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Girl Scouts paint mural on Neuse Riverwalk

BY JOHN HAMLIN, Reporter, Smithfield Herald

Sarah Gaskins and Clar McGeough have always enjoyed drawing pictures together, both in and out of the classroom.

The two 14-year-olds also share an affection for the greenway that runs through Smithfield. And as the friends would stroll along the Neuse River, they often wondered why only graffiti artists had taken the time to paint the vast concrete canvas formed by the Market Street bridge near Neuse River Amphitheatre.

When it came time to pick a project for their Girl Scout Silver Award, the highest rank in their age group, the girls decided to use their artistic gifts to fulfill the aesthetic need they saw in the community.

After months of planning, preparations and painting, Gaskins and McGeough have completed a vibrant, 1,300-sqaure-foot mural that fills every inch of the space under the Market Street bridge. Broken into five panels, the painting features stops along the Mountains-to-Sea Trail, including Grandfather Mountain, the Biltmore House, Smithfield, the Surf City Ocean Pier and Cape Hatteras.

Before the painting could begin, the girls spent almost a month of weekends scraping off graffiti and laying a base coat to prepare their canvas. After summer break started, Gaskins and McGeough worked 8 a.m. to 5 p.m. to get the mural painted in just over a week.

Spending that much time on the greenway meant they got to meet a lot of Smithfield residents, McGeough said, and they were encouraged to get positive feedback along the way.

“As we were painting, a lot of people passing by, they loved it.” McGeough said. “They were taking pictures, and they wanted pictures with us. Even if they weren’t talking to us, and they were just talking to whoever was with them, they were pointing out little details and parts they liked.”

The pair began sketching out ideas in February, and they originally planned to simply paint Smithfield and a variety of other North Carolina locations that they had visited together. Over time, they learned about the Mountains-to-Sea Trail, of which the Smithfield greenway is part, and they decided to paint a portrait of the state from the Appalachians to the Outer Banks.

Once they got started, Gaskins and McGeough realized they could also add the progression of the seasons to their work. Christmas trees in the mountains represent winter, and colorful leaves outside the Biltmore House indicate autumn. Springtime is depicted in Smithfield through agriculture – including a few hams and yams – and nothing says summer like the last two scenes at the beach.

“I thought it was pretty cool, honestly,” Gaskins said. “It just worked out.”

The mural’s central and largest panel showcases Smithfield. It depicts the Hastings House, the World War I memorial at the Johnston County Courthouse, and it includes a nod to the Ava Gardner Museum.

The public will have an opportunity to meet the artists at a ribbon cutting scheduled for 10 a.m. July 24.

The project required countless trips to the Sherwin-Williams paint store in Smithfield, and the girls thanked the store for giving them a generous discount and a line of credit. To pay off that tab, Gaskins and McGeough will look for a summer 2016 project that fits within the Girl Scouting’s guidelines for fundraising.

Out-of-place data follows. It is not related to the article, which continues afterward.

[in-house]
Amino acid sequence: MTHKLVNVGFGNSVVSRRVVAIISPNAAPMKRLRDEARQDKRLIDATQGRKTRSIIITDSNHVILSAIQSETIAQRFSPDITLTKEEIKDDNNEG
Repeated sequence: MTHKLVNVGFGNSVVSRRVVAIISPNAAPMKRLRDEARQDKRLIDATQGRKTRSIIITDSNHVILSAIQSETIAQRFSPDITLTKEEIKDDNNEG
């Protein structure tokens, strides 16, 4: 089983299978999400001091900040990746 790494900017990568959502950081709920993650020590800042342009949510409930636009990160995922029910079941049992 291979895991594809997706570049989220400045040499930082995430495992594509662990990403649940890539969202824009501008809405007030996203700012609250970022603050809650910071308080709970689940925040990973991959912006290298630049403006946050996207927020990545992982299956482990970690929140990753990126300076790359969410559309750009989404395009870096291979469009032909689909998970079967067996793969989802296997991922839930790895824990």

Gaskins and McGeough belong to Girl Scout Troop 3424, which meets at Centenary United Methodist Church in Smithfield. The girls will begin high school in the fall, with Gaskins attending Neuse Charter School and McGeough attending West Johnston High.

Working with Smithfield

To differentiate themselves from the vandals who have painted the Market Street bridge in the past, Gaskins and McGeough worked with the Town of Smithfield to get approval before starting their project.

Before signing off, Smithfield insisted upon one change to the girls’ original artistic vision. They had planned to paint the Little Brown Jug because that bar sits right next to the bridge, McGeough said, but town staff asked them to portray a tribute to Ava Gardner instead.

“We weren’t thinking about how that’s actually a bar,” she said. “We’ve never been in, so we didn’t think about it, so we did actually change that.”

The Smithfield Town Council approved the project at its March meeting, and Gaskins and McGeough moved forward with the full support of the town.

The Smithfield Police Department took steps to protect the girls and their art until they could finish. Chief Michael Scott increased patrols to the area, and he had officers place police cones around the work site to deter vandals from adding their own artistic touches at night.

To protect the mural going forward, Gaskins and McGeough applied several clear coats of a product that protects public artwork from graffiti. With that step taken, it should only require soap, water and some elbow grease to scrub off any unwanted additions to their artwork.

Following a Monday night budget meeting, Smithfield Councilmen Andy Moore, Charles Williams and Perry Harris made a trip to the greenway to admire the finished mural and thank Gaskins and McGeough for their contribution to the town.

“I think it’s an outstanding piece of artwork for the citizens of Smithfield to enjoy,” Moore said. “When they came to the council and showed us their idea, I couldn’t imagine it would look like this. They’ve put a lot of work in.”

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